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Clark County Public Health waits on coronavirus results for 8 residents

FISH Westside Food Pantry of Vancouver began taking extra steps this week to protect volunteers and clients from the novel coronavirus.

It starts before people even enter the Harney Street building. Only a handful of clients are allowed inside at one time. Upon entering, they’re asked to apply hand sanitizer and put on plastic gloves before shopping the pantry. Paperwork has been minimized. Chairs set out for waiting clients are spaced 3 feet apart.

“Right now, we’re in a stage where we’re just trying to limit too many people congregating,” said Executive Director James Fitzgerald.

Volunteers are restocking food less often to reduce the amount of people out on the floor and possible contact. They’re asked to wipe down counters between clients who are picking up their bags of food. Stanchions are placed to increase distance between volunteers and clients, reducing the potential spread of droplets.

“The safety of our volunteer staff is No. 1,” said Wendy Bukoski, operations manager at FISH.

Local gathering spots, such as FISH, are beginning to take precautions as coronavirus disease 2019, or COVID-19, spreads in Washington. There are now 27 confirmed cases and nine deaths in Washington related to the virus.

Clark County is awaiting coronavirus test results for eight residents. Seven specimens were sent on Monday to Washington Public Health Laboratories in Shoreline. An eighth test was sent Tuesday. Clark County Public Health Officer Dr. Alan Melnick said testing specimens doesn’t mean it’s likely there will be a confirmed case soon.

“There’s lots of other respiratory illnesses circulating here right now,” Melnick said.

Yet, Melnick did say COVID-19 will eventually appear in Clark County.

“We’re going to see this in our community,” Melnick said. “Right now, we’re still in the containment phase, but we’ll eventually be in the mitigation phase.”

For now, small sanitary safeguards are one of the best defenses available. Bukoski noted that many of FISH’s volunteers are older and more vulnerable to the spread of the virus, which makes their diligence even more necessary.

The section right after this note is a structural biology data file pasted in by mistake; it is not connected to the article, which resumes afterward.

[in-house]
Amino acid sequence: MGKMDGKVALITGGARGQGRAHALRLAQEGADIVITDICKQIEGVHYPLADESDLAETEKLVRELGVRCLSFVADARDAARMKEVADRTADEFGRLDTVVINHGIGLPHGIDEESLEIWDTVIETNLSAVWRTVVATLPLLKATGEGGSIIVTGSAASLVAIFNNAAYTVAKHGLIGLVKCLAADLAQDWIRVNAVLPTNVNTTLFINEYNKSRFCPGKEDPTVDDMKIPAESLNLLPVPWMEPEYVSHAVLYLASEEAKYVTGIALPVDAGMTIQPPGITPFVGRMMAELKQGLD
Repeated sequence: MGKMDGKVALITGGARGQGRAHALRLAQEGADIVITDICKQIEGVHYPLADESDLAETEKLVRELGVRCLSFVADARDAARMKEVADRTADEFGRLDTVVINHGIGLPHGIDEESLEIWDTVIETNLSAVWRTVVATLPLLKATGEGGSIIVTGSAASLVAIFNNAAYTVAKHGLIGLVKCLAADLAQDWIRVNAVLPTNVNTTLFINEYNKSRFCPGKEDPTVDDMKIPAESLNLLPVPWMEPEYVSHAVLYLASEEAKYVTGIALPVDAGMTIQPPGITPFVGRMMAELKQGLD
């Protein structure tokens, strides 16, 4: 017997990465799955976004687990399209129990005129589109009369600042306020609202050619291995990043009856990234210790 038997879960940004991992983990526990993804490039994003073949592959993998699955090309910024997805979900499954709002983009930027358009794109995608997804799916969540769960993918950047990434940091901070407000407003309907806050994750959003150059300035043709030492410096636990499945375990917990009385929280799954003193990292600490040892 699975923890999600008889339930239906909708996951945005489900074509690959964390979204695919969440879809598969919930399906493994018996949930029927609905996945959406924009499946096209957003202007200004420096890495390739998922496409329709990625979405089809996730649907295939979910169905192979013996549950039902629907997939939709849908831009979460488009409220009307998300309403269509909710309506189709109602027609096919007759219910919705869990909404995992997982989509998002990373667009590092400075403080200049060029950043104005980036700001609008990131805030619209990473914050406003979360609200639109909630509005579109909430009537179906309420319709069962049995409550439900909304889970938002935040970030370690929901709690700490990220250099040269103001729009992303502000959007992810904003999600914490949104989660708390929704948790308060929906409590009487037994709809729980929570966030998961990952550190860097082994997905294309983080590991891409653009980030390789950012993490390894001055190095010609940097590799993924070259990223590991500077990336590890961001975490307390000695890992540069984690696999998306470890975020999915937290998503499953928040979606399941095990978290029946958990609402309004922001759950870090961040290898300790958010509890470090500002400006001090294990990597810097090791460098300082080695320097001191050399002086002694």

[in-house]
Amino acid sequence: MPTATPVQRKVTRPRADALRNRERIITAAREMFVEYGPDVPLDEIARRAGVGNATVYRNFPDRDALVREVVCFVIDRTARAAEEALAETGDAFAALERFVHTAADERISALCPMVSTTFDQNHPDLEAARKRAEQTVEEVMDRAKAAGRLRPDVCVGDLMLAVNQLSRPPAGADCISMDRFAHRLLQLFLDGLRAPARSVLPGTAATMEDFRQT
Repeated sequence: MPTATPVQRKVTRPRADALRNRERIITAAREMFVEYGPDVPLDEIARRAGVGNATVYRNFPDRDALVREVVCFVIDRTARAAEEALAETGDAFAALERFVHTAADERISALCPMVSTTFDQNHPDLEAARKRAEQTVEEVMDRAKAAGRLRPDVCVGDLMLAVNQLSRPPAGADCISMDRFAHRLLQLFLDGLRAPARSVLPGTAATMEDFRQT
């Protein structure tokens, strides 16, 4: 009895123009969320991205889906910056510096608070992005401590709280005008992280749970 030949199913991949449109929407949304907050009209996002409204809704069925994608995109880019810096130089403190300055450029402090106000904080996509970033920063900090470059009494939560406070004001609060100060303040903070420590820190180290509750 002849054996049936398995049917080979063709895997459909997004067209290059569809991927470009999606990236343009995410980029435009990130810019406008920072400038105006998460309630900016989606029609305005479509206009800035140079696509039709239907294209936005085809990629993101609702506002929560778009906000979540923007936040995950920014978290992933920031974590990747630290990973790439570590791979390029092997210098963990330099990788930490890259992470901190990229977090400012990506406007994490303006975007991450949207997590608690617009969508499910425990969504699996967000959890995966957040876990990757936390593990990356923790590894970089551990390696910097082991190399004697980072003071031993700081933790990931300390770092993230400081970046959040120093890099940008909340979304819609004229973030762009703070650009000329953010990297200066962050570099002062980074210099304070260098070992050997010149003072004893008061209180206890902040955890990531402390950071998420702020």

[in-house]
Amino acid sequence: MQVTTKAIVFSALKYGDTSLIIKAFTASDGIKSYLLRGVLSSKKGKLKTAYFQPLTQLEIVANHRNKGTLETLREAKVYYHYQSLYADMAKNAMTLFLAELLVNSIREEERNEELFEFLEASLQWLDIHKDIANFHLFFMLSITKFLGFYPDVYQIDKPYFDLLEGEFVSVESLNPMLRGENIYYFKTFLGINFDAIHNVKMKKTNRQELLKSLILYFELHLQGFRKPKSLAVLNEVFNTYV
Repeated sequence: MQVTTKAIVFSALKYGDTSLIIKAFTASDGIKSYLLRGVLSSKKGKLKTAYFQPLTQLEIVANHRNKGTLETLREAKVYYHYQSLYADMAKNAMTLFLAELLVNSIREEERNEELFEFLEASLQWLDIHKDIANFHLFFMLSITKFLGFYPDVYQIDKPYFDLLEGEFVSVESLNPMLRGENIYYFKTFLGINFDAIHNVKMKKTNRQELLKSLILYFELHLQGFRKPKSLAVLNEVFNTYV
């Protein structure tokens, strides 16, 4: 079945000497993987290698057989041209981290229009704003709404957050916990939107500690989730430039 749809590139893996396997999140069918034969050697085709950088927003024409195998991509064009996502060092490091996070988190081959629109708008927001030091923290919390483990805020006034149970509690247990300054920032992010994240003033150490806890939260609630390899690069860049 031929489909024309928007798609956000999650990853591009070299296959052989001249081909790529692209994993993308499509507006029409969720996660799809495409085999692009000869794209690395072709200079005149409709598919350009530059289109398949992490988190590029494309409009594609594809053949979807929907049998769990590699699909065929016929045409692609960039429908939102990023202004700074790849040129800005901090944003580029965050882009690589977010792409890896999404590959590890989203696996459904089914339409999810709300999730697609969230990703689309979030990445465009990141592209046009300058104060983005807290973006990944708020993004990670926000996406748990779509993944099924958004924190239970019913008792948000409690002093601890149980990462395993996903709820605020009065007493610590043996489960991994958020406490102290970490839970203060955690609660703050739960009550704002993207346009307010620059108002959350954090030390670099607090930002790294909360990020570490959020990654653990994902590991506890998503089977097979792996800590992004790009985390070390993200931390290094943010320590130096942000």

The pantry temporarily closed its clothing department and is not accepting clothing donations. The restrooms are also closed to the public, though accommodations are made as needed.

Dori Miller, volunteer coordinator, explained these precautions during a midday huddle with volunteers. Older volunteers who are sick or have compromised immune systems are asked to stay home.

“We have ways we’re going to manage on a skeleton staff,” Miller said. “We’d rather be safe than sorry.”

FISH board member Beth Lee, a retired family-practice doctor, modeled the precautions after food pantries in Seattle. She also called around to local pantries and got varied responses.

Lee, who has experience working abroad overseeing disaster response, said FISH adopted a tiered approach that will shift depending on the spread of the virus. If the virus becomes a more serious local threat, volunteers may have clients wait outside and hand them prepared bags of food.

“I understand the precaution, but I think it’s overboard,” said Karalee Grunwald, who visited the pantry Tuesday.

Grunwald, who is homeless, said many people living outside have built up strong immune systems.

Other organizations that work with vulnerable populations also began taking steps. Open House Ministries has a quarantine plan in case any of its shelter residents test positive for the virus. Staff are wiping down doorknobs and surfaces, which is business as usual for the communal living space.

“If a person is sick, they are quarantined to their room, which happens often — not just in coronavirus-concerned days. Any communal living situation allows viruses to spread quickly, so we always do our best to be diligent with cleaning and keep sick people separated,” spokeswoman Dina Hovde said in an email.

Amy Reynolds, deputy director of Share, said the downtown men’s shelter, Share House, decided to hire a cleaning service that may start in the next week to help maintain the building, which houses “an aging and more health vulnerable population.”

“Beyond that, people are cleaning, covering their mouths and staying home if they are not feeling well,” Reynolds said in an email.

Melnick also said he hopes people will stay home when sick, and practice proper hygiene. He also wants employers to help their employees work from home, so they don’t have to decide between a paycheck and spreading sickness.

“We can’t do our job without relying on the public,” he said.


Source: https://www.columbian.com

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